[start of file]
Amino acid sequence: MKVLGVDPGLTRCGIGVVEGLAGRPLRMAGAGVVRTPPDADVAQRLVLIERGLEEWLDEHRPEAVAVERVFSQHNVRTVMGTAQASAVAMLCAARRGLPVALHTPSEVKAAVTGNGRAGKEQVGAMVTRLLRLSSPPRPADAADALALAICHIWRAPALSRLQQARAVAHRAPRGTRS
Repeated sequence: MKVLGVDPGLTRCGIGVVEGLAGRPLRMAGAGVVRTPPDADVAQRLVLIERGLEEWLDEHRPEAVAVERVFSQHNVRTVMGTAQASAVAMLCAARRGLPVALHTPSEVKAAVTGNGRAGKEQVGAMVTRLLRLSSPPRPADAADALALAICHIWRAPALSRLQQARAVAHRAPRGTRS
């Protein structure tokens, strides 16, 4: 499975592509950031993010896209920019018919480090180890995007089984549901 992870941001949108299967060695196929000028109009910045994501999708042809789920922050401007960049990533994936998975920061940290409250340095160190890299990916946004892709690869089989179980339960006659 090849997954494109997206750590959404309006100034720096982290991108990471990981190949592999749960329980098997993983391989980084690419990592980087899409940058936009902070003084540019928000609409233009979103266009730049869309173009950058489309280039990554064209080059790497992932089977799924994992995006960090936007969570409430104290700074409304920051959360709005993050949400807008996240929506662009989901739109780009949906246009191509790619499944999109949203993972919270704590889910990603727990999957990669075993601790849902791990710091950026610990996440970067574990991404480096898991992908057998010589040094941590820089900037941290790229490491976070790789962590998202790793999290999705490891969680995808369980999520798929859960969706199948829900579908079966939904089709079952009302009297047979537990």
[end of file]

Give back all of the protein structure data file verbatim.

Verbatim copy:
Amino acid sequence: MKVLGVDPGLTRCGIGVVEGLAGRPLRMAGAGVVRTPPDADVAQRLVLIERGLEEWLDEHRPEAVAVERVFSQHNVRTVMGTAQASAVAMLCAARRGLPVALHTPSEVKAAVTGNGRAGKEQVGAMVTRLLRLSSPPRPADAADALALAICHIWRAPALSRLQQARAVAHRAPRGTRS
Repeated sequence: MKVLGVDPGLTRCGIGVVEGLAGRPLRMAGAGVVRTPPDADVAQRLVLIERGLEEWLDEHRPEAVAVERVFSQHNVRTVMGTAQASAVAMLCAARRGLPVALHTPSEVKAAVTGNGRAGKEQVGAMVTRLLRLSSPPRPADAADALALAICHIWRAPALSRLQQARAVAHRAPRGTRS
């Protein structure tokens, strides 16, 4: 499975592509950031993010896209920019018919480090180890995007089984549901 992870941001949108299967060695196929000028109009910045994501999708042809789920922050401007960049990533994936998975920061940290409250340095160190890299990916946004892709690869089989179980339960006659 090849997954494109997206750590959404309006100034720096982290991108990471990981190949592999749960329980098997993983391989980084690419990592980087899409940058936009902070003084540019928000609409233009979103266009730049869309173009950058489309280039990554064209080059790497992932089977799924994992995006960090936007969570409430104290700074409304920051959360709005993050949400807008996240929506662009989901739109780009949906246009191509790619499944999109949203993972919270704590889910990603727990999957990669075993601790849902791990710091950026610990996440970067574990991404480096898991992908057998010589040094941590820089900037941290790229490491976070790789962590998202790793999290999705490891969680995808369980999520798929859960969706199948829900579908079966939904089709079952009302009297047979537990």